He's an economist and the article was in my mind more reassuring than pessimistic about the current melt down we're facing. He does equate financial problems with pain, though. It seems our culture and for their political lives our elected officials feel that money is happiness.
Make no mistake lack of money is hardship, but comfort is not happiness. Sometimes hardship is its own reward and happiness comes more in the bad times than in the good.
Ask any couple married for many years who now have a nice home, comfortable retirement and good health when they were the closest and most loving and they will remember fondly the first struggling years when they worked the hardest and needed to rely on each other the most to survive.
Parents are at their wits end with three o'clock feedings, changing diapers and constantly crying babies, but after they've grown up and (for some lucky ones) leave home; that's the time they remember fondly. Maybe it's nostalgia kicking in, but by and large it takes a full year of practice and a grueling schedule to win a championship for that fleeting moment of euphoria. Ten years later it's not always that winning moment that is remembered as fondly as the struggle it took to do it.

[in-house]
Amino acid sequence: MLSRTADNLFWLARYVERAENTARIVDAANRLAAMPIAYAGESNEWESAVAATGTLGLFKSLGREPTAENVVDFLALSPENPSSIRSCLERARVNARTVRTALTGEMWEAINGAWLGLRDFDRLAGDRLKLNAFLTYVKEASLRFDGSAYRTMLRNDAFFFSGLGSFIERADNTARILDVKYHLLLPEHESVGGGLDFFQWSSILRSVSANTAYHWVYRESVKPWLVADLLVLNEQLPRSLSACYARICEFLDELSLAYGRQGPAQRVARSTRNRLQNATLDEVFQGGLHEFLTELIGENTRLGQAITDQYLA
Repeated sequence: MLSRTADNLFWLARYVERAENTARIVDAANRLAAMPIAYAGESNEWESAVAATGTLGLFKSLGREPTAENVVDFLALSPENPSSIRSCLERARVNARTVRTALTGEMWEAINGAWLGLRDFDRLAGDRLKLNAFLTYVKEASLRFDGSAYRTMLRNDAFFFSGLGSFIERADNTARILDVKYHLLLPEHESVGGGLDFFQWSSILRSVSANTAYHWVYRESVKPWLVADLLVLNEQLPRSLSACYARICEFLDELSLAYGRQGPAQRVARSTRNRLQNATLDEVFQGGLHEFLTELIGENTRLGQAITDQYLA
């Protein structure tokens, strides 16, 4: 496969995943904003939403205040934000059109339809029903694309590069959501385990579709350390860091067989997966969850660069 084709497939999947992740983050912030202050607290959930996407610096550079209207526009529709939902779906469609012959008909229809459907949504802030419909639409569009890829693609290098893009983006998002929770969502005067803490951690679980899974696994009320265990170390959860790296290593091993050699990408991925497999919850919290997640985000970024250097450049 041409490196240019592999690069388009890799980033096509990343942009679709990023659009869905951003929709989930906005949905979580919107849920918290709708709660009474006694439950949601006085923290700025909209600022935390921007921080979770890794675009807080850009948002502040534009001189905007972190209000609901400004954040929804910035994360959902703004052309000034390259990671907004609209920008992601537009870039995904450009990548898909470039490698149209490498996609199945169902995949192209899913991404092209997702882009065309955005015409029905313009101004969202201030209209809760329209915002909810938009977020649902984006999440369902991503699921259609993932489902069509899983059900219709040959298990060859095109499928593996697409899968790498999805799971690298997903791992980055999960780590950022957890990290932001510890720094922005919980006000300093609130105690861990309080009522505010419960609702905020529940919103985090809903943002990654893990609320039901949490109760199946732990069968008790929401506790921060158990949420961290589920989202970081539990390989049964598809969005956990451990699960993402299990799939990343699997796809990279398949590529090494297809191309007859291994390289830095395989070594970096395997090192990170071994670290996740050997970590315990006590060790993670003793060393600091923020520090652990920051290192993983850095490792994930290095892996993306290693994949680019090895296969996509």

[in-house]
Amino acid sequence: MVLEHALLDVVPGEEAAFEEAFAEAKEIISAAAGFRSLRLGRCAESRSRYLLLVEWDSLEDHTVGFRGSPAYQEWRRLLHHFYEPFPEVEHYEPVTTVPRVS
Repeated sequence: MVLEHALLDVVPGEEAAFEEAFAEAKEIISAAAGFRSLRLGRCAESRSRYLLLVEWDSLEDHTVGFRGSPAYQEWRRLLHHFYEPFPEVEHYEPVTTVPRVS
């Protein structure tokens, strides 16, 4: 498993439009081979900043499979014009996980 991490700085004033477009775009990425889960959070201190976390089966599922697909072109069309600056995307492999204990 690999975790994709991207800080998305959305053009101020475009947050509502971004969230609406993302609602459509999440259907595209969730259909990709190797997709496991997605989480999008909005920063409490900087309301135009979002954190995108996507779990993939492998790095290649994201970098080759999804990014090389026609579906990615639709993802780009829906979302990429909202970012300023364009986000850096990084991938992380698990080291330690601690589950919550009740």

Maybe we've had it too easy for too long and we've gotten complacent and bored. It takes a shakeup like this to help us focus on the important things in life.
A Great post! I know too many people who are into money and consuming like they're on crack cocaine. They can't even settle themselves down for 5 minutes to "stop and smell the roses". Maybe out of this tragedy, some may rediscover who they are and find what happiness has truly eluded them. As The Beatles sang: "Can't Buy Me Love"!
Have a nice weekend P M!
You too Michael.
Do you live to work or work to live?
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